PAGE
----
He said a supervisor told him he was not allowed to “leave work until the log looked right.” He took it to mean “he had to back-fill the times and make it looked like he conducted the rounds.”

A grand jury later declined to indict him.

Denay Lauren Birnie

On Nov. 9, 2017, in Weatherford, Birnie was found dead in LaSalle’s Parker County jail. A Texas Rangers investigative report said falsified jail checks played a role in her death as well.

Denay Lauren Birnie

Birnie had been arrested on a felony driving while intoxicated charge. She was placed in a holding cell with several other women. She was later found unresponsive and died at a local hospital. An autopsy found Birnie died of a methamphetamine overdose.

A former Lasalle jail sergeant told a Texas Ranger that he had written that that he had done the security checks, but he really hadn’t. He said he never did look in the holding cell because they were shorthanded and he got busy.

He, too, said it was common practice to falsify checks.

“Cause for grave concern”

Two of LaSalle’s jails failed inspections this year over, among other things, falsified jail checks.

In June, the Johnson County Jail failed its inspection. In August, LaSalle’s Harwell facility in Waco also failed an inspection. It was that jail’s third failure in four years.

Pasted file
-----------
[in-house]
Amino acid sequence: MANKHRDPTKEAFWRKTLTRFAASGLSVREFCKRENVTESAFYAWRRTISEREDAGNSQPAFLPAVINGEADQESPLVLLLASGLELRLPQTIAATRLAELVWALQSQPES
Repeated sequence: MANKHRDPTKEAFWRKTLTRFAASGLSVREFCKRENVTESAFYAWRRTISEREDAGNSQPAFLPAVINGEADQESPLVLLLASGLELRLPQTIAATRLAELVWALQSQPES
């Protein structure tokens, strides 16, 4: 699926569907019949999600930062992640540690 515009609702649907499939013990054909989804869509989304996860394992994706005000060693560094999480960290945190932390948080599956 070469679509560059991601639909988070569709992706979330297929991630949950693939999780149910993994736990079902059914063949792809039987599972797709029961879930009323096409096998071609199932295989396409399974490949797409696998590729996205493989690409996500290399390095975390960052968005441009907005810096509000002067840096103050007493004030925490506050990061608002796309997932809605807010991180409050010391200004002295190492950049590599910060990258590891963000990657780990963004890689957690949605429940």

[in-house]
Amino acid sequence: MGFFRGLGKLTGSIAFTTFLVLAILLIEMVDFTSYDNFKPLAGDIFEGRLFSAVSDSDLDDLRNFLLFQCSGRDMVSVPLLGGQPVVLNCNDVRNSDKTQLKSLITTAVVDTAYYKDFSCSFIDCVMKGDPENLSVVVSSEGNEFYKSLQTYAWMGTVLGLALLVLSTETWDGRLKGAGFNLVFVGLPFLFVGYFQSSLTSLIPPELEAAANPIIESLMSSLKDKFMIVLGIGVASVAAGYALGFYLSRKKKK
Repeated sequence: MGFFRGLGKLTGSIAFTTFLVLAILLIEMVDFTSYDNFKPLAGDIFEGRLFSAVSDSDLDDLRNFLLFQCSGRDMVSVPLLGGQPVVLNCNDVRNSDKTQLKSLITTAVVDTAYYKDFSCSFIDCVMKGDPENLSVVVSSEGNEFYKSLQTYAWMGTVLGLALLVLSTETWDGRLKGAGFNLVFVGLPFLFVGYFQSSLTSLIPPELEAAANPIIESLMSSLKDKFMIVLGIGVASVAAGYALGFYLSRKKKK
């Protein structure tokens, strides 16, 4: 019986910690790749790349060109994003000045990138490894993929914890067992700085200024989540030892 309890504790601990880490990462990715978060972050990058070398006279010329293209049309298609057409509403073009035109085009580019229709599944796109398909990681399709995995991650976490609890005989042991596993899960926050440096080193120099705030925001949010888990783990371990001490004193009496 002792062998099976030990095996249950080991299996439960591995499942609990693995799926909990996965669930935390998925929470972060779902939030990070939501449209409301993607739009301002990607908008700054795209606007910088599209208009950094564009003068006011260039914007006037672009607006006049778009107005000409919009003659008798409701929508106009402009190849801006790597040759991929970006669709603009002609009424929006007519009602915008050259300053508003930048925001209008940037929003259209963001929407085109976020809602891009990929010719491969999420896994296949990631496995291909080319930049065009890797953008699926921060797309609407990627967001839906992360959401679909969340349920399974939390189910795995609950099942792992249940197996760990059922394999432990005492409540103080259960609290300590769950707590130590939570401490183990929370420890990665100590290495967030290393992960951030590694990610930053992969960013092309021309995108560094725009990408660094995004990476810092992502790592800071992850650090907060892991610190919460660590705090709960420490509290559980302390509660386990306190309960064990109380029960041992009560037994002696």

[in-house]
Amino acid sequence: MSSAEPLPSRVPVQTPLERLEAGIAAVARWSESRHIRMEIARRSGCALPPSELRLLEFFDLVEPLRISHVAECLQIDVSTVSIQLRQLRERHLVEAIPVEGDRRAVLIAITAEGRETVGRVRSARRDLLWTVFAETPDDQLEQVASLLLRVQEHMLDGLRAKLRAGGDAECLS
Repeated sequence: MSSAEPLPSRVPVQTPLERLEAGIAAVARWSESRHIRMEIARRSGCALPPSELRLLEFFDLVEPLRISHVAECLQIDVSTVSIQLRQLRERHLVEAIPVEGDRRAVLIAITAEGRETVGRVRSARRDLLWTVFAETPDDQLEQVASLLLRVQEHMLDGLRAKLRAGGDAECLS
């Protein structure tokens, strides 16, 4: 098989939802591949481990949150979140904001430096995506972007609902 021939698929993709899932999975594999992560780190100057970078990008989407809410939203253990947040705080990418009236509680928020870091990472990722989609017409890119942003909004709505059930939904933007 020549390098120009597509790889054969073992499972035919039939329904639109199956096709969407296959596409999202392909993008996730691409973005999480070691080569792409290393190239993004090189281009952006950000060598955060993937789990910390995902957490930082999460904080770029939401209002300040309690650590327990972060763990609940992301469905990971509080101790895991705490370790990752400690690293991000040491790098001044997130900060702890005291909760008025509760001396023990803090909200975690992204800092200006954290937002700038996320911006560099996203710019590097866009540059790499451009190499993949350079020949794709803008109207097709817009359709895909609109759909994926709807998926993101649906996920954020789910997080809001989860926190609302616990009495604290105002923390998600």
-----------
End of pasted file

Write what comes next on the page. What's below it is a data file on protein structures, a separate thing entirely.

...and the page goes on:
“Situations like that, those are cause for grave concern,” said Brandon Wood, executive director of the Texas Commission on Jail Standards.

Jail checks are critical to safety and are a “basic tenant of jail operations,” he said.

Wood said LaSalle and some of their facilities have had “continual noncompliance issues.” He also said LaSalle had seemed to have more noncompliance issues than The Geo Group, the other for-profit company that operates county jails in Texas.

In a statement, Johnson County Sheriff Adam King pointed out that no deaths had occurred since he became sheriff in January 2017. He said he was “unaware of any serious or major issues that would justify” asking county commissioners to end their contract with LaSalle.

The sheriff that oversees the LaSalle’s Bi-State Jail where Sabbie and Beesley died did not respond to a request for comment. The sheriffs in McLennan and Parker counties also did not respond.

Again, LaSalle has ignored WFAA’s repeated requests for an interview.

“Anywhere they can cut corners to maximize profits, they will,” said Lance Lowry, the prison industry expert. “It’s all about maximizing the profits.”

Meanwhile, the families of those who died in LaSalle facilities continue to deal with the loss.

“That little boy could still have his daddy,” Kristi Wright said of her and Ronald Beesley’s toddler son.

Jennifer Houser, Morgan Angerbauer’s mother, said she had a message for LaSalle’s leadership.

“How do you sleep at night?” she said. “These inmates, they’re not human – they’re a dollar sign for you. How would you feel if that was your family?”